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  • Elias et al_JBB_MS_Accepted

    Rights statement: This is the author’s version of a work that was accepted for publication in Biomass and Bioenergy. Changes resulting from the publishing process, such as peer review, editing, corrections, structural formatting, and other quality control mechanisms may not be reflected in this document. Changes may have been made to this work since it was submitted for publication. A definitive version was subsequently published in Biomass and Bioenergy, 142, 2020 DOI: 10.1016/j.biombioe.2020.105710

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    Embargo ends: 10/09/21

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Effects of Leucaena biochar addition on crop productivity in degraded tropical soils

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Article number105710
<mark>Journal publication date</mark>1/11/2020
<mark>Journal</mark>Biomass and Bioenergy
Volume142
Number of pages10
Publication StatusPublished
Early online date10/09/20
<mark>Original language</mark>English

Abstract

Biochar has the potential to increase crop yields on degraded, tropical soils. It can be readily produced in rural community settings using low-cost technology and is most economically feasible if produced from local biomass or waste residues. Biochar was produced from Leucaena biomass using low-cost pyrolysis and sequential pot experiments were then conducted in Malaysia on three degraded soils. We first evaluated the effect of Leucaena biochar on yields of Amaranthus, a leafy vegetable crop and measured changes to soil pH and nutrient availability over two growth cycles. We then tested whether any yield response to biochar was dependent upon the rate of biochar or fertilizer application. We found that biochar application at 30 t ha−1 with maximal fertilizer increased yields between 17 and 53% on very strongly acidic soil. Biochar added at 15 t ha−1 with maximal fertilizer increased yield by 54% on strongly acidic soil whilst there was no significant yield response on fertilized, slightly acidic soil. Unfertilized biochar treatments showed small yield responses across all soils over 2 growth cycles (9–11%), but yields were much lower than in fertilized treatments. Biochar also decreased short-term N availability when applied with fertilizers, which may improve nitrogen retention and substantially increased soil pH. This may reduce mobility of Fe, Mn and Al ions, which were negatively associated with yield. Our results suggest that Leucaena biochar can elicit a positive crop yield response but only when combined with fertilizer additions on very strongly to strongly acidic tropical soils.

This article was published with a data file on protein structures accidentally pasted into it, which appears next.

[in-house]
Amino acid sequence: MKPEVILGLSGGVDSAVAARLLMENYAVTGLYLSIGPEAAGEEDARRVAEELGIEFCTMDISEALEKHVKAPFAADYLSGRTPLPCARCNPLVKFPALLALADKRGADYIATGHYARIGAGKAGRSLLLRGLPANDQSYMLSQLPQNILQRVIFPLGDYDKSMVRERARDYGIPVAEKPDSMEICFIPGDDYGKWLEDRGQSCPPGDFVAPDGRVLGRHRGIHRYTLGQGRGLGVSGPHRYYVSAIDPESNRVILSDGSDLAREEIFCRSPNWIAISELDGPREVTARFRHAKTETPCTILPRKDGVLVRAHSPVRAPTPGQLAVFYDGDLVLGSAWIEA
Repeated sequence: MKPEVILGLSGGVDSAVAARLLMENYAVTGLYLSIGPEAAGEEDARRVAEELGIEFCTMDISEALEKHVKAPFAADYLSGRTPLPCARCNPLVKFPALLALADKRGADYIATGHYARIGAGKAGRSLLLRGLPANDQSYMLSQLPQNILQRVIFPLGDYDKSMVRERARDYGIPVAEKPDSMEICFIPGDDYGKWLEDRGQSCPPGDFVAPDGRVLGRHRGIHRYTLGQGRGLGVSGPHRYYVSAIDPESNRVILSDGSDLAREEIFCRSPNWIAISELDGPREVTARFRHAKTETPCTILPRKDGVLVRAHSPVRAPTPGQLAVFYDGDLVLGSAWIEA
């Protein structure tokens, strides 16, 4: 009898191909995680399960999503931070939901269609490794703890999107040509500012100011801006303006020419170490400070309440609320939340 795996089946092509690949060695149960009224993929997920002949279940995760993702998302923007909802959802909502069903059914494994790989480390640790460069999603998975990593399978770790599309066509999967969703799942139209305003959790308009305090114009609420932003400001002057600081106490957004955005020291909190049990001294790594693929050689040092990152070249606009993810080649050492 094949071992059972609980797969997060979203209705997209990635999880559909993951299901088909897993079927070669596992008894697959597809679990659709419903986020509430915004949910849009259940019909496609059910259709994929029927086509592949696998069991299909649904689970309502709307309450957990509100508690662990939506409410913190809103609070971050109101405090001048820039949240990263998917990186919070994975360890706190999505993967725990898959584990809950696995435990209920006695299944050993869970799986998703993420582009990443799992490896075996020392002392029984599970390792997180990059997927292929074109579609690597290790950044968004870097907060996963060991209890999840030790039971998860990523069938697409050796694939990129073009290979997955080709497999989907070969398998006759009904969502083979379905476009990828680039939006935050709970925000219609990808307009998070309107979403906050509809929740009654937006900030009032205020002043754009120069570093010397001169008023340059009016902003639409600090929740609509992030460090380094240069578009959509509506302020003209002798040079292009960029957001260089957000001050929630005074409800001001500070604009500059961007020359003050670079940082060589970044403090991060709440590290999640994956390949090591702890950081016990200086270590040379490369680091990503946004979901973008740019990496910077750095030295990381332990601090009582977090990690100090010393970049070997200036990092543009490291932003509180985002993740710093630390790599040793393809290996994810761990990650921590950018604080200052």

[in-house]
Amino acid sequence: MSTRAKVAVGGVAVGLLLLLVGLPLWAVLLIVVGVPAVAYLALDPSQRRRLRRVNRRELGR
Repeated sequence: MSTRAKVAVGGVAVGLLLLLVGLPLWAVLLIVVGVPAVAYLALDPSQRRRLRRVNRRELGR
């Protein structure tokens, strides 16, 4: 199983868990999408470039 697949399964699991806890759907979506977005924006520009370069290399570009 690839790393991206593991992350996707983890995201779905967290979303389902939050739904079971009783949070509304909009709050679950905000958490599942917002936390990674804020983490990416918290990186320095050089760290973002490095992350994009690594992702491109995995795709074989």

Bibliographic note

This is the author’s version of a work that was accepted for publication in Biomass and Bioenergy. Changes resulting from the publishing process, such as peer review, editing, corrections, structural formatting, and other quality control mechanisms may not be reflected in this document. Changes may have been made to this work since it was submitted for publication. A definitive version was subsequently published in Biomass and Bioenergy, 142, 2020 DOI: 10.1016/j.biombioe.2020.105710